Greedy MCAs rob counties of billions in sitting allowances


The extent of public funds misuse by devolved governments was once again laid bare with the release of a report showing continued rise in the amount of money Members of County Assemblies (MCAs) earn in sitting allowances.

The report prepared by the Controller of Budget Agnes Odhiambo shows that Uasin Gishu MCAs led the allowances gravy train, having earned an average of Sh312,339 each in the first half of the current fiscal year ending June 31.

The county has 45 MCAs. At Sh312,339, an MCA in Uasin Gishu took home 10 times more than his or her counterpart in the more frugal counties such Kajiado where average earnings stood at Sh30,725 for the 42 MCAs and nearly three times the Sh124,800 ceiling fixed by the Salaries and Remuneration Commission (SRC).

Uasin Gishu was also the top allowances paying assembly in the 2013/14 fiscal year when its MCAs earned Sh235, 743 per month each.

Vihiga MCAs earned an average of Sh12,225 per month each in sitting allowances in the six-month period, making it the lowest paying county government. The report says that on average, each of Kenya’s 2,259 MCAs pocketed Sh106,371 in sitting allowances in the period under review – surpassing the Sh100,000 mark for the first time. The average monthly payout stood at Sh88,044 in the last fiscal year.


Ms Odhiambo has consistently warned that meeting allowances are taking a huge chunk of county government revenues and wants the budget line reassessed.

“The Office of the Controller of Budget recommends that an audit of this expense be conducted to ascertain validity of the expenditure,” says Ms Odhiambo in the report.

Overall, the 47 devolved units blew Sh1.4 billion on meeting allowances.

Besides, the county representatives spent Sh1.6 billion on foreign and domestic travel or nearly half the Sh3.7 billion they spent travelling in the last fiscal year.

The Salaries and Remuneration Commission has issued guidelines indicating that MCAs should not earn more than Sh124,000 a month in sitting allowances — a directive that 12 counties breached, up from seven in the last financial year.

The list of counties that breached the set limit includes Uasin Gishu, Kakamega (Sh134,700), Kirinyaga (Sh141,894), Kisii (Sh148,699), Migori (Sh185,792), Nyandarua (Sh138,975) and Nyeri (Sh146,389).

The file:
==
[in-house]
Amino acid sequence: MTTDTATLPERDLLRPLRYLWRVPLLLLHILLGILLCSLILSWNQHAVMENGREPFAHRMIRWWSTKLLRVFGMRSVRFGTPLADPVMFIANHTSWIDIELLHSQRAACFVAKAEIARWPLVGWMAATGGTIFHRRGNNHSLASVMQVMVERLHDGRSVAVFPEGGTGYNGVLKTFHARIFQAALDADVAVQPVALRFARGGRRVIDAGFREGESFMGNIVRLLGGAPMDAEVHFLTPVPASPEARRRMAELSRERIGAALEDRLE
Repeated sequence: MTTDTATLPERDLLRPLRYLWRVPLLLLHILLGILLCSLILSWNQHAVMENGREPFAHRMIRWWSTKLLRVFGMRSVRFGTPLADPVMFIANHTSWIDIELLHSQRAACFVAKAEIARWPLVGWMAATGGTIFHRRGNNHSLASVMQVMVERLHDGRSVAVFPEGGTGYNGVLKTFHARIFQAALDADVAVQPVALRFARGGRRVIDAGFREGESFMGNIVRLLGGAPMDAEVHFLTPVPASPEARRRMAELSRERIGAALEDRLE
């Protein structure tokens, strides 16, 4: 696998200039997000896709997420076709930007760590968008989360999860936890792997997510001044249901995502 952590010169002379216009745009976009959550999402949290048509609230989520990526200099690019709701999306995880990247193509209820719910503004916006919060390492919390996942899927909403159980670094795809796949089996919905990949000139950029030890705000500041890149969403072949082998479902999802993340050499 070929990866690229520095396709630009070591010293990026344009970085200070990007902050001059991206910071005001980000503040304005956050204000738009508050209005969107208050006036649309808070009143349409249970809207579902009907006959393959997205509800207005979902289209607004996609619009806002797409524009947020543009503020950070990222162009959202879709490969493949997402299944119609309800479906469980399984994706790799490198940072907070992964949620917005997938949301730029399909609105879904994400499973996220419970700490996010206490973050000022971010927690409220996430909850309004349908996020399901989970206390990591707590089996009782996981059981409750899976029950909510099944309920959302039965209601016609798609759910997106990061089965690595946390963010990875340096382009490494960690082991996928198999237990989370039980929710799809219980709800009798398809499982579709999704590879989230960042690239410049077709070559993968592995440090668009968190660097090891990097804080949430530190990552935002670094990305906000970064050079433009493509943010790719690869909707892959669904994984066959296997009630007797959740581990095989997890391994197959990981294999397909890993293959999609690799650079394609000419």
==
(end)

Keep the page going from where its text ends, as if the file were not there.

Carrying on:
Others are Siaya (Sh142,995), Taita Taveta (Sh124,598), Trans Nzoia (Sh178,168), Turkana (Sh143,722) and Wajir (Sh126,958).

The report shows that the number of counties whose sitting allowance payouts exceeded the budgetary allocation dropped to one from six in the last financial year.

Only the Turkana county assembly was affected, having spent Sh41.39 million on sitting allowances and exceeded its annual budget allocation of Sh10 million by a whopping 413.9 per cent.

“This implies that funds meant for other activities were diverted to pay MCAs’ sitting allowances,” says Ms Odhiambo.

Many Kenyans view elected representatives, including MPs, as greedy individuals who seek public office for personal gain in a country that is beset with high levels of poverty and an unemployment rate of about 40 per cent.

Despite the heavy perks, the representatives have continued to push for higher pay, including mortgage, car grants, ward offices and a budget for hiring aides like drivers, bodyguards and secretaries.  

The Controller of Budget has also cast the spotlight on counties that spent a high proportion of their annual budgets on MCAs sitting perks. The list includes Elgeyo Marakwet (96.8 per cent), Mombasa (78.1 per cent) and Kisii (73 per cent).

In real terms, Nairobi spent the most cash on sitting allowances at Sh89.23 million for its 128 members, but each took a smaller pay of Sh116,186, which nevertheless grew from Sh96,871 last fiscal year.

Isiolo did not, however, spend a penny on MCAs’ sitting allowances, the report shows.

Besides Vihiga, the other low spenders were Kajiado (Sh30, 725), Nandi (Sh32, 623) and Baringo (Sh32, 842).

The rise in MCAs’ allowances comes at a time when MPs are enjoying heavy perks, which are expected to cost the taxpayer more than Sh4 billion in the current financial year.

MPs are entitled to a tax-free car grant, mileage allowances, pension and unlimited committee sessions.

Though each of the 416 Members of the National Assembly and Senate earn a basic monthly salary of Sh532,500, the allowances push their monthly take-home to more than Sh1 million.

The lawmakers have argued that they deserve higher salaries because their constituents expect them to provide charitable support. MPs earn the additional income by holding as many committee sessions as they deem necessary. 

The lawmakers were also granted a top-up of Sh135, 255 per month for a contributory pension scheme calculated at 31 per cent of their basic salary that is not taxed.

Each legislator also has a Sh5 million car grant that is 50 per cent higher than the 10th Parliament’s Sh3.3 million. Kenyan legislators are paid mileage claims at the rate of Sh109 per kilometre for up to 750 kilometres a week.

Additional travel distance is compensated at the rate of 70 per cent or Sh76.30 per kilometre as approved by the Automobile Association of Kenya. This gives the MPs an opportunity to earn additional Sh327,000 in monthly travel allowances.